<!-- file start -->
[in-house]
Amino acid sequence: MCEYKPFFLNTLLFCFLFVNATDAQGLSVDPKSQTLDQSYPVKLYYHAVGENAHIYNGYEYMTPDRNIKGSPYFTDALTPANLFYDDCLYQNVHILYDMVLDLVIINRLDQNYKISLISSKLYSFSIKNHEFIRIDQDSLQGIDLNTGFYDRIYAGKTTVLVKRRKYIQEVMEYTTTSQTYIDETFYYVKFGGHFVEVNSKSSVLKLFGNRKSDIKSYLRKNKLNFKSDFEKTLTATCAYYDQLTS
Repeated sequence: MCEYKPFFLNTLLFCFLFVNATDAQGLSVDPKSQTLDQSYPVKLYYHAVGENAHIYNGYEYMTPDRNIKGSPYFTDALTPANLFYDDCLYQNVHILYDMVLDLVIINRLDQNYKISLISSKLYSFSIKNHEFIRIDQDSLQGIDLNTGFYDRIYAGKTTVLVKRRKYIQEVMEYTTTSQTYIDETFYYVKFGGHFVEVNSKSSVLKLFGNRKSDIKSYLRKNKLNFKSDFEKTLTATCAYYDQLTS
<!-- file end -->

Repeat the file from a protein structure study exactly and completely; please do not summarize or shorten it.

[in-house]
Amino acid sequence: MCEYKPFFLNTLLFCFLFVNATDAQGLSVDPKSQTLDQSYPVKLYYHAVGENAHIYNGYEYMTPDRNIKGSPYFTDALTPANLFYDDCLYQNVHILYDMVLDLVIINRLDQNYKISLISSKLYSFSIKNHEFIRIDQDSLQGIDLNTGFYDRIYAGKTTVLVKRRKYIQEVMEYTTTSQTYIDETFYYVKFGGHFVEVNSKSSVLKLFGNRKSDIKSYLRKNKLNFKSDFEKTLTATCAYYDQLTS
Repeated sequence: MCEYKPFFLNTLLFCFLFVNATDAQGLSVDPKSQTLDQSYPVKLYYHAVGENAHIYNGYEYMTPDRNIKGSPYFTDALTPANLFYDDCLYQNVHILYDMVLDLVIINRLDQNYKISLISSKLYSFSIKNHEFIRIDQDSLQGIDLNTGFYDRIYAGKTTVLVKRRKYIQEVMEYTTTSQTYIDETFYYVKFGGHFVEVNSKSSVLKLFGNRKSDIKSYLRKNKLNFKSDFEKTLTATCAYYDQLTS